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    Good write up. I've owned the car a month but only had it back from the shop for the past 3 days. Driving it is truly an experience, I agree on your comment a bout being stout and delicate at the same time. doors close like vaults, windows fly up and down at alarming speed, yet, brakes are so delicate, woodwork is delicate and it seems delicate inside with the steering wheel, switches etc. I'll post some pics shortly.

    my list of issues to resolve:
    central locking - I fear this is going to be $$$ job... as the car only locks with the key...

    rear suspension I think it needs a bleed on the mineral oil... and or worst case new shock some knocking going on...
    seats - they work a bit here and there.. .I think the motors need a good clean and lube
    the huge job is replacing hoses ... that is a going to have to do.. hydraulic lines etc... $$$$$$$

    finally - radio... no blue tooth... I'm not sure what I want to do on this... the period radio is terrible - still has tape deck, and the buttons are tiny..... 6 disc changer in the trunk... I'm not a fan of disrupting the woodwork etc.... as its so nice.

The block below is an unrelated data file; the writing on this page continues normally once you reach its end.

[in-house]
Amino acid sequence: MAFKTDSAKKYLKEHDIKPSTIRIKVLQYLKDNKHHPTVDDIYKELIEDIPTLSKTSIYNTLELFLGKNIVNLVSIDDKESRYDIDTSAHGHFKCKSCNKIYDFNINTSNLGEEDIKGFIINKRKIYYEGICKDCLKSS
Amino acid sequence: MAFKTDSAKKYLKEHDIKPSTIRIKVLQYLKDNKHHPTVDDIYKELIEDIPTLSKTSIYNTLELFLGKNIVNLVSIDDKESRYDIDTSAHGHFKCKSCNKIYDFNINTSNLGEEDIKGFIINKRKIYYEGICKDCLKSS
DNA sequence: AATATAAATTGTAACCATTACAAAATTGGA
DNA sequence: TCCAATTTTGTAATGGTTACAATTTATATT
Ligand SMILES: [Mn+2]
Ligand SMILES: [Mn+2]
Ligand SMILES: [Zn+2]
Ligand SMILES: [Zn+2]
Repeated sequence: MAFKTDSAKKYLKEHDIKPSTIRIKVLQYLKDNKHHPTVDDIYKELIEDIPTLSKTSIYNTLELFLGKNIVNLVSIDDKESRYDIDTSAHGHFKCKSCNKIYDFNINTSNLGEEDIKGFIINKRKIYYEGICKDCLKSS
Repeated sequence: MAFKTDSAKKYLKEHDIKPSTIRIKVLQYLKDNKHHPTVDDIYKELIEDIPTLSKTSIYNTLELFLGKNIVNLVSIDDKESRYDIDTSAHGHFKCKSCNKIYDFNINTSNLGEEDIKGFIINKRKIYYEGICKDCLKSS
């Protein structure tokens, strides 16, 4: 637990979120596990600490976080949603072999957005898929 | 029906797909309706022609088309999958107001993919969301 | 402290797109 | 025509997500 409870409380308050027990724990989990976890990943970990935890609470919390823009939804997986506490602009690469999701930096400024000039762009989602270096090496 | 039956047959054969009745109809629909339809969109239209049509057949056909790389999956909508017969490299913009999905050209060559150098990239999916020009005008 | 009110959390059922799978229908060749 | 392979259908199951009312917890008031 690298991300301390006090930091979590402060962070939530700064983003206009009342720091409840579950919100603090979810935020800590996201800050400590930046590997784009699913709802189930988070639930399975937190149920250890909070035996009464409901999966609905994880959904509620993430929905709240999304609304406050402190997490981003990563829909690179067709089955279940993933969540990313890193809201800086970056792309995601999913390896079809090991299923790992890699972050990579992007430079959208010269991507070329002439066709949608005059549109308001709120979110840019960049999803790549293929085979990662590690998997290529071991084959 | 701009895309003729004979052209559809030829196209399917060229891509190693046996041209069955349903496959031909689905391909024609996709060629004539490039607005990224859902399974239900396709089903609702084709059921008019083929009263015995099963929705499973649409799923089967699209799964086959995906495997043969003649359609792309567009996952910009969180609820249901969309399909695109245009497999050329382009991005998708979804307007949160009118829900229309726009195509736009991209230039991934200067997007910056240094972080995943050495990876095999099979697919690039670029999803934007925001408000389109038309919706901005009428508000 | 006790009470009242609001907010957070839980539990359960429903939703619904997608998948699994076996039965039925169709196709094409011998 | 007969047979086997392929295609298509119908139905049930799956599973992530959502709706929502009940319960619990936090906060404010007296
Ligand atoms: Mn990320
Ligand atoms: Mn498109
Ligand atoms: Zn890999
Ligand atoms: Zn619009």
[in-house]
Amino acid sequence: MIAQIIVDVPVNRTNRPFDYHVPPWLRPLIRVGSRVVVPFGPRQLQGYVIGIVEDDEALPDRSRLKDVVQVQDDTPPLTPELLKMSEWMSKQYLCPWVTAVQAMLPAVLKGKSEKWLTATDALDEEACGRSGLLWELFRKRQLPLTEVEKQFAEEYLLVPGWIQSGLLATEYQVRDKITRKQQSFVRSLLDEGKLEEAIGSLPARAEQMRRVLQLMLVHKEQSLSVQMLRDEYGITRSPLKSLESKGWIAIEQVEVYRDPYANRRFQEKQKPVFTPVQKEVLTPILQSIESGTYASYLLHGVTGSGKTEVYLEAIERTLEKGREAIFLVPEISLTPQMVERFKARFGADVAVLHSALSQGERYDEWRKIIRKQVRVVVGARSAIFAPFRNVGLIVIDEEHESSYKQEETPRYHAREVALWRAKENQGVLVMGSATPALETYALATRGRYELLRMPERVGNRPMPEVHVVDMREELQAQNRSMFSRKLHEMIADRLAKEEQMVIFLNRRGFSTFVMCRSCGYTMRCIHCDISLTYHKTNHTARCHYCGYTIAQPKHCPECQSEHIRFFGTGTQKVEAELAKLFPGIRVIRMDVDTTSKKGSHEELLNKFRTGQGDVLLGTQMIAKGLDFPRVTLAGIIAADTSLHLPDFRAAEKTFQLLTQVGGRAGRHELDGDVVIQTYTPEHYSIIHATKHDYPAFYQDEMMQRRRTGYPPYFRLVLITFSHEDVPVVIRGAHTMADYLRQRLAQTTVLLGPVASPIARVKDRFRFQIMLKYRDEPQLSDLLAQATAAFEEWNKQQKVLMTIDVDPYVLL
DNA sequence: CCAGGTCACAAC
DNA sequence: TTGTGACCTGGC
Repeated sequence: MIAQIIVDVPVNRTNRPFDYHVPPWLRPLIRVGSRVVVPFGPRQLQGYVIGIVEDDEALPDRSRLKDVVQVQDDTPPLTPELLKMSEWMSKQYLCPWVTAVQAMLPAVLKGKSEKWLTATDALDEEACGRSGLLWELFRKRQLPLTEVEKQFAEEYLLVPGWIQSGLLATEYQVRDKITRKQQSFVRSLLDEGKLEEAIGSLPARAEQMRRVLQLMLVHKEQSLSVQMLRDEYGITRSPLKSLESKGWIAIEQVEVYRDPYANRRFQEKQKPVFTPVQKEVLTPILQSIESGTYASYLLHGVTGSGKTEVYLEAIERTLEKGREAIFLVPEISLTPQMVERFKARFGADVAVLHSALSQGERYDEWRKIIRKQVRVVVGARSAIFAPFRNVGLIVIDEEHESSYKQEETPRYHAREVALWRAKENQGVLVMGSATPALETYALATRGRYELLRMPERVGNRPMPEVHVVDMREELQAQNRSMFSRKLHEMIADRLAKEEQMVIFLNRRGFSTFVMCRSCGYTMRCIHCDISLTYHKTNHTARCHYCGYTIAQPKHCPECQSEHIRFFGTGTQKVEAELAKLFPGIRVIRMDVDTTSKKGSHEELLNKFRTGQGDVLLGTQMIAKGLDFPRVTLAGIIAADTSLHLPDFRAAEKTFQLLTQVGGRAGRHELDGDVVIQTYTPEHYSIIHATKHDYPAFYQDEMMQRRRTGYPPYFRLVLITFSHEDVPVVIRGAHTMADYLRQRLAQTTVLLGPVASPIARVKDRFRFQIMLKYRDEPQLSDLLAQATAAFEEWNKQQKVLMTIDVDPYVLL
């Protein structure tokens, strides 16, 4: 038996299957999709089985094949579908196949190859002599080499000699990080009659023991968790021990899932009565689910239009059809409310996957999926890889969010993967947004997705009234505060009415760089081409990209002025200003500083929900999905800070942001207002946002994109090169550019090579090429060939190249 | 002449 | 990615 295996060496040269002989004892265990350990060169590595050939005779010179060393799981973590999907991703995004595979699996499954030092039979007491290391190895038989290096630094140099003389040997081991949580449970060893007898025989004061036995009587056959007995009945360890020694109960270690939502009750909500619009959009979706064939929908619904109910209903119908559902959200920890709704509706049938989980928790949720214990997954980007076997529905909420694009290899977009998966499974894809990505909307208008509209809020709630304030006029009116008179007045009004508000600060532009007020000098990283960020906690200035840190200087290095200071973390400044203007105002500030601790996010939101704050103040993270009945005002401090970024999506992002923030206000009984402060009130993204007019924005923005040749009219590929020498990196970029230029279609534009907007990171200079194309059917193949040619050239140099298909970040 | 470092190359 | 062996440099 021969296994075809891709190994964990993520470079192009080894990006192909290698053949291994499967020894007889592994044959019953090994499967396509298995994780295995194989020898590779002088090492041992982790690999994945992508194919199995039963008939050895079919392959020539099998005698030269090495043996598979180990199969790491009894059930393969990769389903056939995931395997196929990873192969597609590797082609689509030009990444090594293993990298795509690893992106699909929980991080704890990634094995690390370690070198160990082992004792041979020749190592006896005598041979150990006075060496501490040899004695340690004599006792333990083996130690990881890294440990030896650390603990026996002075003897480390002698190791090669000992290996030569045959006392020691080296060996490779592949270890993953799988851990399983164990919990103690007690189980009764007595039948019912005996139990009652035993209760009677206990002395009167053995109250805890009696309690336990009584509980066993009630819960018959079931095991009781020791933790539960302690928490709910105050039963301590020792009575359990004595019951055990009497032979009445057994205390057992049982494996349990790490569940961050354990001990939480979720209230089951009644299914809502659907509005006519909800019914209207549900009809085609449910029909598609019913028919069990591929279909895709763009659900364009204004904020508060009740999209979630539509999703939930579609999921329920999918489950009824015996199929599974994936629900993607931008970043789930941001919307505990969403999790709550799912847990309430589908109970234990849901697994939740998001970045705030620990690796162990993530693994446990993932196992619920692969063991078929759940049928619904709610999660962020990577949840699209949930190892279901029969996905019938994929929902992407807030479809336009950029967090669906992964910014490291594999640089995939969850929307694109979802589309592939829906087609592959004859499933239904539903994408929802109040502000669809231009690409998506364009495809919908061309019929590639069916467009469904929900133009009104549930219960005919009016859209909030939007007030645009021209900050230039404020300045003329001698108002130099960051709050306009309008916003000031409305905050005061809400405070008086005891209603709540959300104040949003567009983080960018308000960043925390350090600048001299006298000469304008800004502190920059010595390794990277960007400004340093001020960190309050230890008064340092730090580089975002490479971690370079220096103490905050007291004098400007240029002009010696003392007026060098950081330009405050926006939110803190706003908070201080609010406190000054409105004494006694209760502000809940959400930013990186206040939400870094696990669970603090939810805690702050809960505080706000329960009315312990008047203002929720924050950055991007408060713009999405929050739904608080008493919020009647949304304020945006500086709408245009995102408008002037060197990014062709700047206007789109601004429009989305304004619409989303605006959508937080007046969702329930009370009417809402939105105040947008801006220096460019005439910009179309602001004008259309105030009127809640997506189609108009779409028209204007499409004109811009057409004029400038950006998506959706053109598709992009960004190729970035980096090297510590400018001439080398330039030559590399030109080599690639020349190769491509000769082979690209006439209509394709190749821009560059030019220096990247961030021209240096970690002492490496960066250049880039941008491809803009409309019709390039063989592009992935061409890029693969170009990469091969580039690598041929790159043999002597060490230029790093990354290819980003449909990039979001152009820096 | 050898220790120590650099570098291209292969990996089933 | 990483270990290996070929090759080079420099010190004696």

I need a wheel trim piece as well... that's on order.

    so far I've spent about $7500 on recommissioning... now just want to get to know it a bit more... and do things I can do... it will get a super clean and undercoat coming up...
     
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  14. Bluebottle

    Bluebottle F1 Veteran
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    Tom, you might like to consider one of these: https://www.blaupunkt.com/en/nc/products/car-multimedia/car-radio/products/single/19059/

    It is a dead ringer for the unit fitted (from new) in my '90 Turbo R, so should just slot in place of the existing, and will give me all mod cons while looking period correct. There is a write-up somewhere in the 456/550/575 section, which is where I got the idea - I have ordered one from Father Christmas.
     
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  15. spirot

    spirot F1 World Champ